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Brandeis University's Community Newspaper — Waltham, Mass.

In the light of Thursday morning

Published: November 10, 2006
Section: Arts, Etc.

Its an ordinary evening as we sing at Positive Foundations coffeehouse, helping fellow students in their efforts to raise money to fight extreme poverty worldwide. Im performing with the gospel choir, Voices of Praise, and this is my first time singing at Chums. I hear someone speak about how the actions we take today will have an effect on tomorrows world.

Taking a peek into the money-box, I swear I see it instead filled with random things: Some little bag of powder, a thin net, a handful of seeds, a pair of old shoes, and a used book. And I wonder how tomorrow came so fast

The Millennium Project was commissioned by the United Nations Secretary-General in 2002 to develop a concrete action plan for the world to reverse the grinding poverty, hunger and disease affecting billions of people. *

A blue planet turns in space. Daylight emerges on the rim of a celestial crescent. While Chums counts down Wednesdays last hour, some other part of the turning planet is witnessing tomorrows dawn. As we sing, Thursday mornings light shines on a mothers loving hands that open a packet of powdered infant formula. It looks familiar

The Millennium Development Goals (MDGs) are the worlds time-bound and quantified targets for addressing extreme poverty in its many dimensions — Income poverty, hunger, disease, lack of adequate shelter, and exclusion — while promoting gender equality, education, and environmental sustainability. *

A thatched home in the rainforest drips with the mornings first downpour. As the A cappella crooning of Manginah brings our day to an end, Thursday mornings light breaks through a cloud in a humid sky. The early sun shines through the open window onto the small head of a child now awakening beneath a net that gave shelter from a mosquitos malarial bite. A soul has survived to see a new day. I think Ive seen that net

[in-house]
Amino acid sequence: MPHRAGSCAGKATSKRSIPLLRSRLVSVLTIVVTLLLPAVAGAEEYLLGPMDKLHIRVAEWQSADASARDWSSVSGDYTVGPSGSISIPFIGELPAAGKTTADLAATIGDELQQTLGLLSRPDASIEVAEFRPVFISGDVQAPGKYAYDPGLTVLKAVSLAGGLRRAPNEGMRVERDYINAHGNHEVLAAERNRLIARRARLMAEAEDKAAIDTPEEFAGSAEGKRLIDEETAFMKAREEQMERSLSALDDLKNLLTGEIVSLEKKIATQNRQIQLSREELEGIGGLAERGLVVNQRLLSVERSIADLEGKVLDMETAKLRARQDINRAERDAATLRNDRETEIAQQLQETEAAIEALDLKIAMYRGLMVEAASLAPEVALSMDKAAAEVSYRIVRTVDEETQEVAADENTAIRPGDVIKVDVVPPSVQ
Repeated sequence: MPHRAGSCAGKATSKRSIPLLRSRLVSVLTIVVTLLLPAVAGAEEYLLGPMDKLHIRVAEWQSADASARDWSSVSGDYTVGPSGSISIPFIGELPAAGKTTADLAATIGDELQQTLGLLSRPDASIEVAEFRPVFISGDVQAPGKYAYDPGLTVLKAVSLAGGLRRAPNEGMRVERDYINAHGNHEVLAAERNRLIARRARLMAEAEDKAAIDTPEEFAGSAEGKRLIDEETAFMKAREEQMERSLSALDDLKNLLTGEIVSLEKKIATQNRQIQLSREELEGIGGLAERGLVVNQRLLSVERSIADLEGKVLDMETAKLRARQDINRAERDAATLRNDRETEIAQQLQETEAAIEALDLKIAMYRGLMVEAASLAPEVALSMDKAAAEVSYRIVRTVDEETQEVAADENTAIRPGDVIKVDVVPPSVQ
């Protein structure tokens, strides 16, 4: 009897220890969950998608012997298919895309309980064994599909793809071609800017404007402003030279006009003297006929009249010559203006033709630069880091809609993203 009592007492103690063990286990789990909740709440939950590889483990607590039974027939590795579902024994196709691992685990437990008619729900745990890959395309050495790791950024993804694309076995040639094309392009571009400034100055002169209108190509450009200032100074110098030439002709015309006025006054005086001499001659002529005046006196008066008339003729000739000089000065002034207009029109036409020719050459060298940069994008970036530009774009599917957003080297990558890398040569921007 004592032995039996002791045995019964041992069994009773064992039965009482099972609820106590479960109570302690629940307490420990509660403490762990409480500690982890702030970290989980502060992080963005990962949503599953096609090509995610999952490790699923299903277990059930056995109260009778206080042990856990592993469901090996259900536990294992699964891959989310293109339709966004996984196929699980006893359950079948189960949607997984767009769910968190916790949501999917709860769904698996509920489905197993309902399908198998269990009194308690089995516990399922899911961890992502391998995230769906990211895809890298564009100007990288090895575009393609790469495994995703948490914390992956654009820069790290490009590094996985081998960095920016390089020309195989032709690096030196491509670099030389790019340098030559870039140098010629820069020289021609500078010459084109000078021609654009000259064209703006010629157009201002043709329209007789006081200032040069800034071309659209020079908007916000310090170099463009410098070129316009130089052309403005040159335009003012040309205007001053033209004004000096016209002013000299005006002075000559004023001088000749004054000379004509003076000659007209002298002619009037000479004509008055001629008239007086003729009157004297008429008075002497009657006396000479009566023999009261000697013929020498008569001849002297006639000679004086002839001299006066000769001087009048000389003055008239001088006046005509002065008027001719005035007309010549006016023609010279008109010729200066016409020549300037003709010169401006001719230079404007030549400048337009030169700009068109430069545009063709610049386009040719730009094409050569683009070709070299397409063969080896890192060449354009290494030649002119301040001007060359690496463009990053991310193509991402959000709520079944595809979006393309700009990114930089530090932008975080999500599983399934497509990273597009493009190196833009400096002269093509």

0.7 refers to the repeated commitment of the worlds governments to commit 0.7% of rich countries gross national product (GNP) to Official Development Assistance… Ours is the first generation in which the world can halve extreme poverty within the 0.7 envelope. *

Out on the savanna, a village surrounded by fields shakes off the morning dew. For us, as nighttime in Boston is warmed by the lovely South Asian rhythms of Saaya, Thursday mornings light bathes a cornfield, imparting metabolic energy to the growing crop as little fingers lift food to the mouth. All of it from tiny seeds

In 1975, when the donor world economy was around half its current size, the Millennium Development Goals would have required much more than 1 percent of GNP from the donors. Today, after two-and-a-half decades of sustained economic growth, the Goals are utterly affordable. *

Up on the high plains that run down the spine of a continent, a town is rebuilding from the ruins of war. As we sit on the rug, watching the slideshow and holding the closing day in a mug of hot cider, Thursday mornings light shows the way for two little feet, wearing shoes for the first time, as they head off to school. They seem a good fit

By investing in health, food production, education, access to clean water, and essential infrastructure, these community-led interventions will enable impoverished villages to escape extreme poverty once and for all… **

The tiny planet turns, carrying six-billion souls on a timeless journey as the horizons curved edge careens ever eastward into oncoming daylight. As students gather their books and head out of Chums Coffeehouse on a cold night, Thursday mornings light illuminates the page of knowledge for two curious eyes as they read from a book held in little hands. I read that book once too…

7 cents can buy crayons for a class… $1 can immunize a child against polio… $10 can buy a months worth of biscuits for three kids… $150 can provide clean water for a village. ***

As I sing on a chilly night at the coffeehouse, there is a place, somewhere in the world, where human skin is warmed in the light of Thursday morning.